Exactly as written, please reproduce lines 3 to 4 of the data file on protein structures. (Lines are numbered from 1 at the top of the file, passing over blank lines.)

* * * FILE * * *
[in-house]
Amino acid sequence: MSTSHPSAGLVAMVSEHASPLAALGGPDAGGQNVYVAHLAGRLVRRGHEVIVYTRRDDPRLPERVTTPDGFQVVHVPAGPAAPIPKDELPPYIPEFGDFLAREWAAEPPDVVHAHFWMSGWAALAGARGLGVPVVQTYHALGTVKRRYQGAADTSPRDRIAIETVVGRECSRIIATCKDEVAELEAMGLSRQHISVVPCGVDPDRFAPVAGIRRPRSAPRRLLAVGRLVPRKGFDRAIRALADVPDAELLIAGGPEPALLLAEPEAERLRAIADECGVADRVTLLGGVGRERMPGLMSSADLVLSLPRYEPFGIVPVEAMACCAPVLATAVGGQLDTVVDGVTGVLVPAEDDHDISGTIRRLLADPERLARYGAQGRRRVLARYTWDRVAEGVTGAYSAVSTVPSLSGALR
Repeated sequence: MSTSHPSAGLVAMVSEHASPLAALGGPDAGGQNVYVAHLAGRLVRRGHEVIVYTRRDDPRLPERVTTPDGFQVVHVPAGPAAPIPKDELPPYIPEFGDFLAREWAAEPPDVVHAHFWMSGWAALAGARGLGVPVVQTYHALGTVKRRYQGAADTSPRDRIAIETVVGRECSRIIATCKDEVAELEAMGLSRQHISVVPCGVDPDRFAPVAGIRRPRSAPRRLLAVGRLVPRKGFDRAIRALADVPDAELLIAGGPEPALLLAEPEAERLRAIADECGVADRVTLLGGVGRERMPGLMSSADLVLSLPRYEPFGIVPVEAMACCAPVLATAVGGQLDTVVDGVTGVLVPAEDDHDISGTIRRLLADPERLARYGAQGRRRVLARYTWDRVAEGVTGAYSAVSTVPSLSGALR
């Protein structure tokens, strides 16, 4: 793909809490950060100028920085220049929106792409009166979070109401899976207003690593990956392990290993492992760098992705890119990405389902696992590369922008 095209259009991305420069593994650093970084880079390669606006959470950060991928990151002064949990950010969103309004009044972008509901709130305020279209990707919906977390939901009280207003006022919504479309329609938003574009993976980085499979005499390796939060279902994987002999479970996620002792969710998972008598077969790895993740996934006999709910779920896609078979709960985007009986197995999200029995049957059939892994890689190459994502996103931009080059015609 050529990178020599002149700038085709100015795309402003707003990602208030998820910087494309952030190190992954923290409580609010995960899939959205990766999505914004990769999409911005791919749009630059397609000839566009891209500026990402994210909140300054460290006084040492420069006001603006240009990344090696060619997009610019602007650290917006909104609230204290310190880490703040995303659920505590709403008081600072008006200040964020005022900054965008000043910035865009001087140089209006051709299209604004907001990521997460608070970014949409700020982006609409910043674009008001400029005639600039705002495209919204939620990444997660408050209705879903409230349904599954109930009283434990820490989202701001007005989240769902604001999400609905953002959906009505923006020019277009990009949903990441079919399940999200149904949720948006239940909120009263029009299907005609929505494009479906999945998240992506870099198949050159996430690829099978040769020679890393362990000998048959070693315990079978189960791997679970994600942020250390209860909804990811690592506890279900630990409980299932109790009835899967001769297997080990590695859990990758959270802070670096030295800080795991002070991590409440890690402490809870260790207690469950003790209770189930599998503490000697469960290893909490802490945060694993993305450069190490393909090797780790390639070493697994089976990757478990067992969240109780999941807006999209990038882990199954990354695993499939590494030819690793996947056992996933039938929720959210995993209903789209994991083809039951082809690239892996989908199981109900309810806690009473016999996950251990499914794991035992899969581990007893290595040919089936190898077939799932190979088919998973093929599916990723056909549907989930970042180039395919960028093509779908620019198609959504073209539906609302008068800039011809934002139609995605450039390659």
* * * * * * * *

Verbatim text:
Repeated sequence: MSTSHPSAGLVAMVSEHASPLAALGGPDAGGQNVYVAHLAGRLVRRGHEVIVYTRRDDPRLPERVTTPDGFQVVHVPAGPAAPIPKDELPPYIPEFGDFLAREWAAEPPDVVHAHFWMSGWAALAGARGLGVPVVQTYHALGTVKRRYQGAADTSPRDRIAIETVVGRECSRIIATCKDEVAELEAMGLSRQHISVVPCGVDPDRFAPVAGIRRPRSAPRRLLAVGRLVPRKGFDRAIRALADVPDAELLIAGGPEPALLLAEPEAERLRAIADECGVADRVTLLGGVGRERMPGLMSSADLVLSLPRYEPFGIVPVEAMACCAPVLATAVGGQLDTVVDGVTGVLVPAEDDHDISGTIRRLLADPERLARYGAQGRRRVLARYTWDRVAEGVTGAYSAVSTVPSLSGALR
């Protein structure tokens, strides 16, 4: 793909809490950060100028920085220049929106792409009166979070109401899976207003690593990956392990290993492992760098992705890119990405389902696992590369922008 095209259009991305420069593994650093970084880079390669606006959470950060991928990151002064949990950010969103309004009044972008509901709130305020279209990707919906977390939901009280207003006022919504479309329609938003574009993976980085499979005499390796939060279902994987002999479970996620002792969710998972008598077969790895993740996934006999709910779920896609078979709960985007009986197995999200029995049957059939892994890689190459994502996103931009080059015609 050529990178020599002149700038085709100015795309402003707003990602208030998820910087494309952030190190992954923290409580609010995960899939959205990766999505914004990769999409911005791919749009630059397609000839566009891209500026990402994210909140300054460290006084040492420069006001603006240009990344090696060619997009610019602007650290917006909104609230204290310190880490703040995303659920505590709403008081600072008006200040964020005022900054965008000043910035865009001087140089209006051709299209604004907001990521997460608070970014949409700020982006609409910043674009008001400029005639600039705002495209919204939620990444997660408050209705879903409230349904599954109930009283434990820490989202701001007005989240769902604001999400609905953002959906009505923006020019277009990009949903990441079919399940999200149904949720948006239940909120009263029009299907005609929505494009479906999945998240992506870099198949050159996430690829099978040769020679890393362990000998048959070693315990079978189960791997679970994600942020250390209860909804990811690592506890279900630990409980299932109790009835899967001769297997080990590695859990990758959270802070670096030295800080795991002070991590409440890690402490809870260790207690469950003790209770189930599998503490000697469960290893909490802490945060694993993305450069190490393909090797780790390639070493697994089976990757478990067992969240109780999941807006999209990038882990199954990354695993499939590494030819690793996947056992996933039938929720959210995993209903789209994991083809039951082809690239892996989908199981109900309810806690009473016999996950251990499914794991035992899969581990007893290595040919089936190898077939799932190979088919998973093929599916990723056909549907989930970042180039395919960028093509779908620019198609959504073209539906609302008068800039011809934002139609995605450039390659």